8th Euro Global Diabetes Summit and Medicare Expo
University of Pretoria
Title: Can viscoelastic and ultramicroscopy techniques be a potential tool in a precision medicine approach for type II diabetes patients?
Biography: Etheresia Pretorius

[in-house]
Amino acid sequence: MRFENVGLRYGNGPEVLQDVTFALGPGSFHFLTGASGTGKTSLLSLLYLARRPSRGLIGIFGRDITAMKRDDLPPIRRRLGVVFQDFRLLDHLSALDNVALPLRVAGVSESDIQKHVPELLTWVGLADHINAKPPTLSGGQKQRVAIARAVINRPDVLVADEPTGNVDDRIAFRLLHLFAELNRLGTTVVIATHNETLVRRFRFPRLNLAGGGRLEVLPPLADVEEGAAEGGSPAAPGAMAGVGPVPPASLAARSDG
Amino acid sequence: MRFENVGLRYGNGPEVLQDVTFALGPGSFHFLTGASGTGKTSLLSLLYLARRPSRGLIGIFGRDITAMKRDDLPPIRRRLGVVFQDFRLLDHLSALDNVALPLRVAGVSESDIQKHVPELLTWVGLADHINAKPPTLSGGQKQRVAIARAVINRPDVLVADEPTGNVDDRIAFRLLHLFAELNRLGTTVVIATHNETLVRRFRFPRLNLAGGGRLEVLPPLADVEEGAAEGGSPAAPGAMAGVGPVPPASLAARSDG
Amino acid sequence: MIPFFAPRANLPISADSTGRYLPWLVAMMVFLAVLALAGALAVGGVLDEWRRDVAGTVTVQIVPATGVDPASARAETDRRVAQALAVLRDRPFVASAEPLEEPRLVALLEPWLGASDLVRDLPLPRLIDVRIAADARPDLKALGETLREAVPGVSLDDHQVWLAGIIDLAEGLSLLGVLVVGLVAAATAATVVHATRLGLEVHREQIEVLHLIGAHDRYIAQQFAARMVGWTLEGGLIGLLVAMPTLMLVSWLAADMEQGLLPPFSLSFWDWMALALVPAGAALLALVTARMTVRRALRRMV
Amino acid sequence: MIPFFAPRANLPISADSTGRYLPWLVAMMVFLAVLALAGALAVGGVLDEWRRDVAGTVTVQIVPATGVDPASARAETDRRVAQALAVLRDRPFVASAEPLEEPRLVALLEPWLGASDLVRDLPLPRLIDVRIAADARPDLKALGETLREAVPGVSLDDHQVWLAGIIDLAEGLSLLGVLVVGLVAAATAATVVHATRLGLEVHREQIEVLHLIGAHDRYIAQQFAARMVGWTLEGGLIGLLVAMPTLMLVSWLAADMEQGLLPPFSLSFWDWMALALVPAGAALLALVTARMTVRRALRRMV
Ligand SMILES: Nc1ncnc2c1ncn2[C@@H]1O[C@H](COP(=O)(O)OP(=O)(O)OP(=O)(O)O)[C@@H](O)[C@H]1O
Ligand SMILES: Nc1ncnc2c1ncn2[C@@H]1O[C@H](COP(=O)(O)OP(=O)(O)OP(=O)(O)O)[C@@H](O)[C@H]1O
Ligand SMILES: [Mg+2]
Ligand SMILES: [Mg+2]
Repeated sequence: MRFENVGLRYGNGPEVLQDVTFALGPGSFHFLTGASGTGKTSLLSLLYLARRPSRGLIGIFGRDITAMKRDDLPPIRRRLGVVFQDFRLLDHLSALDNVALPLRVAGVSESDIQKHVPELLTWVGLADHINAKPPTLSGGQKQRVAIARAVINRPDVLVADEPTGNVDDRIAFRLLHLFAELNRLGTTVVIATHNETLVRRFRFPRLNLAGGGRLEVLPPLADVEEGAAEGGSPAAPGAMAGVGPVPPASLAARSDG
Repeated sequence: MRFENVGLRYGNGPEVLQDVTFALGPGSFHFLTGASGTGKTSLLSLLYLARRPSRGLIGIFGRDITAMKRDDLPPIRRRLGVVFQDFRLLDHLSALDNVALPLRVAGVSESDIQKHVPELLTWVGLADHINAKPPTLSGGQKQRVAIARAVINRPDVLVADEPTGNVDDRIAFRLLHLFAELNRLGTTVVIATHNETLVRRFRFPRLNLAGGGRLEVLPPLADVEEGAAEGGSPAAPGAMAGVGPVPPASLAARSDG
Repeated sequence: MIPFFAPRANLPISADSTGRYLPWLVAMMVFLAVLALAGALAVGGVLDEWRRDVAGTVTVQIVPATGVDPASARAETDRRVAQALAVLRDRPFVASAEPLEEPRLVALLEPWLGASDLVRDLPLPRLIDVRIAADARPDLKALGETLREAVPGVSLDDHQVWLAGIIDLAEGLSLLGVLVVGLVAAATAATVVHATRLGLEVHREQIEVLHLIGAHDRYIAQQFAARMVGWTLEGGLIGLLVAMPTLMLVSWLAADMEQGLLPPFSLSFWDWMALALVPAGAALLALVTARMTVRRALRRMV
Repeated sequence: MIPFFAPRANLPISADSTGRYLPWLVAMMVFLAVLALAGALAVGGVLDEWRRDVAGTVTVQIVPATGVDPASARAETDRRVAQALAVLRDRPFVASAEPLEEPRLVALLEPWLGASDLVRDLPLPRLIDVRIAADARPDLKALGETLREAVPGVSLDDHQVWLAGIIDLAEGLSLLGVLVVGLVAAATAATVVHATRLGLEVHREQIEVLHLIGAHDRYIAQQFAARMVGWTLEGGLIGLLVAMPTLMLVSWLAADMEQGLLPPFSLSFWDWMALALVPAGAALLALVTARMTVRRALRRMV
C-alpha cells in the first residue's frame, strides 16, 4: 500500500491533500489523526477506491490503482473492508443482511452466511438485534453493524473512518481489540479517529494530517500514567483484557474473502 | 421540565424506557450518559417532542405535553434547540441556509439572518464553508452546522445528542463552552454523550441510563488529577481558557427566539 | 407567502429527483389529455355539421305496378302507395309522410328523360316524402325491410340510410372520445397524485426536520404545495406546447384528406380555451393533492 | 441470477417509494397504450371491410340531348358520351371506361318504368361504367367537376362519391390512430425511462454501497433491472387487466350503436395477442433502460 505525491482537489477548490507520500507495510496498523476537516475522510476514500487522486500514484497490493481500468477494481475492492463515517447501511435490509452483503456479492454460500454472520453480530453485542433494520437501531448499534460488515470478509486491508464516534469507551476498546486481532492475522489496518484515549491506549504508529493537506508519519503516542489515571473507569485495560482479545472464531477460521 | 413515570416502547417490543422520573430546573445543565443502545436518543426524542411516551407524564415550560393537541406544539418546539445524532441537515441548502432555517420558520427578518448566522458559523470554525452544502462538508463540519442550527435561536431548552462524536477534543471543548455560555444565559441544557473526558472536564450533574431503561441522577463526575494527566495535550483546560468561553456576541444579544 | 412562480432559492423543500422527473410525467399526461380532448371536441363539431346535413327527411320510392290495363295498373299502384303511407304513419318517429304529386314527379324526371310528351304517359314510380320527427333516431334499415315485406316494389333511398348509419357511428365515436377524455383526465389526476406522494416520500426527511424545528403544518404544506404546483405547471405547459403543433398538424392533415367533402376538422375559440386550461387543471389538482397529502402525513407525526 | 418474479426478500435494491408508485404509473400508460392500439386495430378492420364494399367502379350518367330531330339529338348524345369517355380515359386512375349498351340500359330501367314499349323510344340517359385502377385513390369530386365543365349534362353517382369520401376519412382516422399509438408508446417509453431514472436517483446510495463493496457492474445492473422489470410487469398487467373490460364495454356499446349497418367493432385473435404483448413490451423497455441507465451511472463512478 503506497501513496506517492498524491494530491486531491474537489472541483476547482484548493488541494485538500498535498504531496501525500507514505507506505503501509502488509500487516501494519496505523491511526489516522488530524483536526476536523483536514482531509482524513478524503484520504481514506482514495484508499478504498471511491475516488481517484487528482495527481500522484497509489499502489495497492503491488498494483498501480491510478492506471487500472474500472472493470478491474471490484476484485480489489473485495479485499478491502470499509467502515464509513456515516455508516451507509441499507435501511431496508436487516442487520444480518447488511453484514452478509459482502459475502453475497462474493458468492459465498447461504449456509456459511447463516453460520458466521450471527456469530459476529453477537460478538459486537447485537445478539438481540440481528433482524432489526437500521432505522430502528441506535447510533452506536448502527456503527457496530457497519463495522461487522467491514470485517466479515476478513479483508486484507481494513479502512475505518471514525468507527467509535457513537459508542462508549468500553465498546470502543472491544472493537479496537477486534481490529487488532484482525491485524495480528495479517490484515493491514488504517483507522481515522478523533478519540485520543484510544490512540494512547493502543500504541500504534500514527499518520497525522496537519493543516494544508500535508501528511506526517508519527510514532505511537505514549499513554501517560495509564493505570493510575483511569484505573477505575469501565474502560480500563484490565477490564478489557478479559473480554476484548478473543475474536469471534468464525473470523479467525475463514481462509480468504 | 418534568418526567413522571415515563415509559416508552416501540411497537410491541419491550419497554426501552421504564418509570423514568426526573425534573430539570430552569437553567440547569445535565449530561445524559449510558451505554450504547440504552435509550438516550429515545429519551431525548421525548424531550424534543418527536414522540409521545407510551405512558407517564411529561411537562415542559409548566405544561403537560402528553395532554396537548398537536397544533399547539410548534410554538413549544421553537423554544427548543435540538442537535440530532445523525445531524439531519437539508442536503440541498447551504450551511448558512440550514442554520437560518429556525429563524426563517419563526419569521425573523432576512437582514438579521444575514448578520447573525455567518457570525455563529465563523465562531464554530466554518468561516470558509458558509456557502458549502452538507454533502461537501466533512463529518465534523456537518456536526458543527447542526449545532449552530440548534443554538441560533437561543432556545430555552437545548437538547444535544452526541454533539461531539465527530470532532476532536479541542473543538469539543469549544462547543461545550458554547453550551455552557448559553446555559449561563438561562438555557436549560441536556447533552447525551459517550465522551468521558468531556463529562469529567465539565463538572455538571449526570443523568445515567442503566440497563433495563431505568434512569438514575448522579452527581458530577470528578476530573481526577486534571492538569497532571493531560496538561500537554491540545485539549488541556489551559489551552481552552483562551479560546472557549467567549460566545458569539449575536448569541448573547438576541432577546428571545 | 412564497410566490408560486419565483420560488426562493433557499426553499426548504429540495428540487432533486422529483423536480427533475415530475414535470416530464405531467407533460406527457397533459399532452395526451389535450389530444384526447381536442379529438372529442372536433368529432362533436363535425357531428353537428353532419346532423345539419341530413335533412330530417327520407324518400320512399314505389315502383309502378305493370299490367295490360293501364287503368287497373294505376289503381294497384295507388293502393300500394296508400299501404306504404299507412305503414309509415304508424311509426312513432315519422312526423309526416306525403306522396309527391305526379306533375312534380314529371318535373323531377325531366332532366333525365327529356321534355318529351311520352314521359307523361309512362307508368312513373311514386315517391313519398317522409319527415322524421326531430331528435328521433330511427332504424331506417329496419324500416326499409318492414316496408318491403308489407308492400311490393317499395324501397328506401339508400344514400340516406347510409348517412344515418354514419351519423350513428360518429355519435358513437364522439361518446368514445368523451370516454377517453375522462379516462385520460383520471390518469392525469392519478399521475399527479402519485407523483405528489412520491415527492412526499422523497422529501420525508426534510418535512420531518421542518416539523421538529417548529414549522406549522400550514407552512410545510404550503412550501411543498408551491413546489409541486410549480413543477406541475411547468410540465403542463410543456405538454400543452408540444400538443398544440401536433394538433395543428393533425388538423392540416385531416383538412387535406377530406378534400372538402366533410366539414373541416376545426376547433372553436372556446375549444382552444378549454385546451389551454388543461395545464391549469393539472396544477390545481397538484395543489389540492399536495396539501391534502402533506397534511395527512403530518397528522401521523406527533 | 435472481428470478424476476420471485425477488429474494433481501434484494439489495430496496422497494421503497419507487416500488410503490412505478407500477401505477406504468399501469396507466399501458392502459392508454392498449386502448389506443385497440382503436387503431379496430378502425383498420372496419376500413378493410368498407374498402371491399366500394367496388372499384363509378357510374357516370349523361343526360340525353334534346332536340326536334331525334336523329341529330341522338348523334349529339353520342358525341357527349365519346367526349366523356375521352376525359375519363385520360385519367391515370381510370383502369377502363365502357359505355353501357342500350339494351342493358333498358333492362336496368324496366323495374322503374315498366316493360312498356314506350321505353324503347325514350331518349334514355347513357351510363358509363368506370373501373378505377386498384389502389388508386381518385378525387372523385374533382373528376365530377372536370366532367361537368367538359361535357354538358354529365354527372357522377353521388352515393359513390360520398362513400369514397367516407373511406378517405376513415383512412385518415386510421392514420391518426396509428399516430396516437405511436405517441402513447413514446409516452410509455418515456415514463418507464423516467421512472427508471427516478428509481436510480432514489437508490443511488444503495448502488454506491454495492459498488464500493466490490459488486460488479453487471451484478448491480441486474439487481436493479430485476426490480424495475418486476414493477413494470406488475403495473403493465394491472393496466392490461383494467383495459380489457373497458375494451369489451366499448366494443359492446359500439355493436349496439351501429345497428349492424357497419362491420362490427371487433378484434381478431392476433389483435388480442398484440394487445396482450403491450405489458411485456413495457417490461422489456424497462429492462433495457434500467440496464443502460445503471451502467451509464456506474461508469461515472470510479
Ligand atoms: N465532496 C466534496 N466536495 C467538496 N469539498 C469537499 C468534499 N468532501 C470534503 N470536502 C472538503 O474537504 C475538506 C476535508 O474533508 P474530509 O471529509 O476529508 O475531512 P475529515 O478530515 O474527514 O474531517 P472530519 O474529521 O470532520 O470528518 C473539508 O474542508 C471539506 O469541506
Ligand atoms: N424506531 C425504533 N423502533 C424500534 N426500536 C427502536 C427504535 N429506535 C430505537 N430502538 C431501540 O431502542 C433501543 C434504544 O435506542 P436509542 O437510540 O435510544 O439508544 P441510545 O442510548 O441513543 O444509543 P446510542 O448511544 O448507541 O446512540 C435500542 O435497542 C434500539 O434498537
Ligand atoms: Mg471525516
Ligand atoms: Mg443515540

Type II diabetes causes an ever-increasing burden on healthcare. The prevalence for all age-groups worldwide was estimated to be 2.8% in 2000 and predicted to increase to 4.4% in 2030. Among adults in the US, the prevalence of undiagnosed diabetes is currently 4.1% and pre-diabetes a staggering 35.6%. Type II diabetes is associated with three main glycemic disorders that are chronic hyperglycemia, glycemic variability, and iatrogenic hypoglycemia and also comorbidities including dyslipidemia and hypertension. All of the above comorbidities are associated with hypercoagulability. Because type II diabetes is such an extensive health issue, we suggest that the answer to adequate treatment is based on an individualized patient-centered approach, in combination with the latest NIH precision medicine approach. A combination of viscoelastic methodologies may be used in a personalized patient-centered regime, including thromboelastography (TEG) and the lesser, used scanning electron microscopy approach (SEM). TEG is a dynamic measure of clot formation, strength and lyses, while SEM provides a visual structural tool to study patient fibrin structure in great detail. We therefore consider the evidence for TEG and SEM as a unique means to monitor type II diabetes treatment efficacy. TEG and SEM has potential to be a useful tool combination, and could potentially alter clinical approach to type II diabetes treatment. As envisaged in the NIH precision medicine approach, it will involve a lot of role players and innovative new research ideas; with this ultimate goal in mind, we suggest that an individualized patient-orientated approach is now already within our ability.
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